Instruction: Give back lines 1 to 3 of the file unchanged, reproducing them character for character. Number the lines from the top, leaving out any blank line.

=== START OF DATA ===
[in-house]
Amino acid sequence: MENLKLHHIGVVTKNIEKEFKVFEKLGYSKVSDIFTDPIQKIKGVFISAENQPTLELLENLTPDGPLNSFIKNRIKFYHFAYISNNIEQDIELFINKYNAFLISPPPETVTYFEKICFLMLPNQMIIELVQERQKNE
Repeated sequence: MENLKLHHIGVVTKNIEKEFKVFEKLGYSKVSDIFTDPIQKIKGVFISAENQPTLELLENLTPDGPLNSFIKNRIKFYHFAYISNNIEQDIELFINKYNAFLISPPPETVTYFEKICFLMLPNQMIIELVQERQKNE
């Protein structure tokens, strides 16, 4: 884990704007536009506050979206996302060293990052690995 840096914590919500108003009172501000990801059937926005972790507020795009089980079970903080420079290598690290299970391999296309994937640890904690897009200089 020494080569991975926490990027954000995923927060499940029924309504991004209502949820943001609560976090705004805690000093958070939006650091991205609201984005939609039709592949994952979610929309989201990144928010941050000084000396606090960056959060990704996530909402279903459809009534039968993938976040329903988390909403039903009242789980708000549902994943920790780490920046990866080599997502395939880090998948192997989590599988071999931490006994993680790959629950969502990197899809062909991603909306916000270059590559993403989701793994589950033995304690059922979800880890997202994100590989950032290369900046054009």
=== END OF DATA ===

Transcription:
[in-house]
Amino acid sequence: MENLKLHHIGVVTKNIEKEFKVFEKLGYSKVSDIFTDPIQKIKGVFISAENQPTLELLENLTPDGPLNSFIKNRIKFYHFAYISNNIEQDIELFINKYNAFLISPPPETVTYFEKICFLMLPNQMIIELVQERQKNE
Repeated sequence: MENLKLHHIGVVTKNIEKEFKVFEKLGYSKVSDIFTDPIQKIKGVFISAENQPTLELLENLTPDGPLNSFIKNRIKFYHFAYISNNIEQDIELFINKYNAFLISPPPETVTYFEKICFLMLPNQMIIELVQERQKNE